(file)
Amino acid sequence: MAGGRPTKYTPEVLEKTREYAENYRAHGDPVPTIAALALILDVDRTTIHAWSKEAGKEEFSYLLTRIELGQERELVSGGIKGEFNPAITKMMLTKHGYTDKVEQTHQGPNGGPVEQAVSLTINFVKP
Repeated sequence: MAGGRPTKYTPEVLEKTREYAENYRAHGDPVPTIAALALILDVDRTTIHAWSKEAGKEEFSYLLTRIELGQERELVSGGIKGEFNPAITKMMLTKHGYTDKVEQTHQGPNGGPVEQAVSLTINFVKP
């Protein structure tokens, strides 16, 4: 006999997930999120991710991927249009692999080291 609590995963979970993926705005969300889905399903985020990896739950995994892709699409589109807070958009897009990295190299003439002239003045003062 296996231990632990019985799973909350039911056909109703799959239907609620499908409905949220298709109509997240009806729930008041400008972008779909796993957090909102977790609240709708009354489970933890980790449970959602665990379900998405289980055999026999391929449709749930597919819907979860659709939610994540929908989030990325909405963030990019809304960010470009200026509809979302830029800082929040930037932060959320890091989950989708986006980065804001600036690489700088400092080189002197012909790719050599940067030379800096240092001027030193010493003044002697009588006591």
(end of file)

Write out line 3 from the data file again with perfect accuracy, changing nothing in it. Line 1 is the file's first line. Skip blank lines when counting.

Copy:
């Protein structure tokens, strides 16, 4: 006999997930999120991710991927249009692999080291 609590995963979970993926705005969300889905399903985020990896739950995994892709699409589109807070958009897009990295190299003439002239003045003062 296996231990632990019985799973909350039911056909109703799959239907609620499908409905949220298709109509997240009806729930008041400008972008779909796993957090909102977790609240709708009354489970933890980790449970959602665990379900998405289980055999026999391929449709749930597919819907979860659709939610994540929908989030990325909405963030990019809304960010470009200026509809979302830029800082929040930037932060959320890091989950989708986006980065804001600036690489700088400092080189002197012909790719050599940067030379800096240092001027030193010493003044002697009588006591």